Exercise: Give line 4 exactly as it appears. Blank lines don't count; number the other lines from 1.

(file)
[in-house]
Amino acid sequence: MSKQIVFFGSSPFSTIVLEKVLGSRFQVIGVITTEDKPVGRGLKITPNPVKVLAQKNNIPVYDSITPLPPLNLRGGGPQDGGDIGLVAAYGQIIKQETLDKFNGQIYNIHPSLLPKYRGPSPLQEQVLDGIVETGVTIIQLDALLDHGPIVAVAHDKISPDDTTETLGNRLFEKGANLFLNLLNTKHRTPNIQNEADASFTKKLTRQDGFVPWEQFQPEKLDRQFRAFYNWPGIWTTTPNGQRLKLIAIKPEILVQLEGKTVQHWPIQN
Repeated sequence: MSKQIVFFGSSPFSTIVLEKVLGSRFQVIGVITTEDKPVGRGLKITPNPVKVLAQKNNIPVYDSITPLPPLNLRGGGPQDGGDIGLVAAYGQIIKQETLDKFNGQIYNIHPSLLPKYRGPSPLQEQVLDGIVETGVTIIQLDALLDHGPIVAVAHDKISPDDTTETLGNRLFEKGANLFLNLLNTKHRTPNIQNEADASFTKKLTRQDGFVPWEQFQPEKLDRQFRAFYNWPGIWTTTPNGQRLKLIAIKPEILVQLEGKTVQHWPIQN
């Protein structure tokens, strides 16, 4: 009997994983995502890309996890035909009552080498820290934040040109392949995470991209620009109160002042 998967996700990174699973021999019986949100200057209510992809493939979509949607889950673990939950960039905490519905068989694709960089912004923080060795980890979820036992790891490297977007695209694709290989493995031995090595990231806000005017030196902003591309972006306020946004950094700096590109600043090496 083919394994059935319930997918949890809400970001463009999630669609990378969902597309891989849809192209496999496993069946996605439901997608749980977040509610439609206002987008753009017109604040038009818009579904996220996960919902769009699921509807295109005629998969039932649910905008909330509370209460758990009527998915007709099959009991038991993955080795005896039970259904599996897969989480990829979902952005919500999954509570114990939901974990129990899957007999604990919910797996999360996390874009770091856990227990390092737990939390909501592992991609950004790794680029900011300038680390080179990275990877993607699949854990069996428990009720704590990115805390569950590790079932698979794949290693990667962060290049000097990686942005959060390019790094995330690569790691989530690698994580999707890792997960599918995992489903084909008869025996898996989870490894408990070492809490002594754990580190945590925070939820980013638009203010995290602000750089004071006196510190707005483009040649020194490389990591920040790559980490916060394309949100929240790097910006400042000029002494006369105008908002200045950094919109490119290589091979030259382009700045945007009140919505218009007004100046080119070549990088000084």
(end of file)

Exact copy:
């Protein structure tokens, strides 16, 4: 009997994983995502890309996890035909009552080498820290934040040109392949995470991209620009109160002042 998967996700990174699973021999019986949100200057209510992809493939979509949607889950673990939950960039905490519905068989694709960089912004923080060795980890979820036992790891490297977007695209694709290989493995031995090595990231806000005017030196902003591309972006306020946004950094700096590109600043090496 083919394994059935319930997918949890809400970001463009999630669609990378969902597309891989849809192209496999496993069946996605439901997608749980977040509610439609206002987008753009017109604040038009818009579904996220996960919902769009699921509807295109005629998969039932649910905008909330509370209460758990009527998915007709099959009991038991993955080795005896039970259904599996897969989480990829979902952005919500999954509570114990939901974990129990899957007999604990919910797996999360996390874009770091856990227990390092737990939390909501592992991609950004790794680029900011300038680390080179990275990877993607699949854990069996428990009720704590990115805390569950590790079932698979794949290693990667962060290049000097990686942005959060390019790094995330690569790691989530690698994580999707890792997960599918995992489903084909008869025996898996989870490894408990070492809490002594754990580190945590925070939820980013638009203010995290602000750089004071006196510190707005483009040649020194490389990591920040790559980490916060394309949100929240790097910006400042000029002494006369105008908002200045950094919109490119290589091979030259382009700045945007009140919505218009007004100046080119070549990088000084």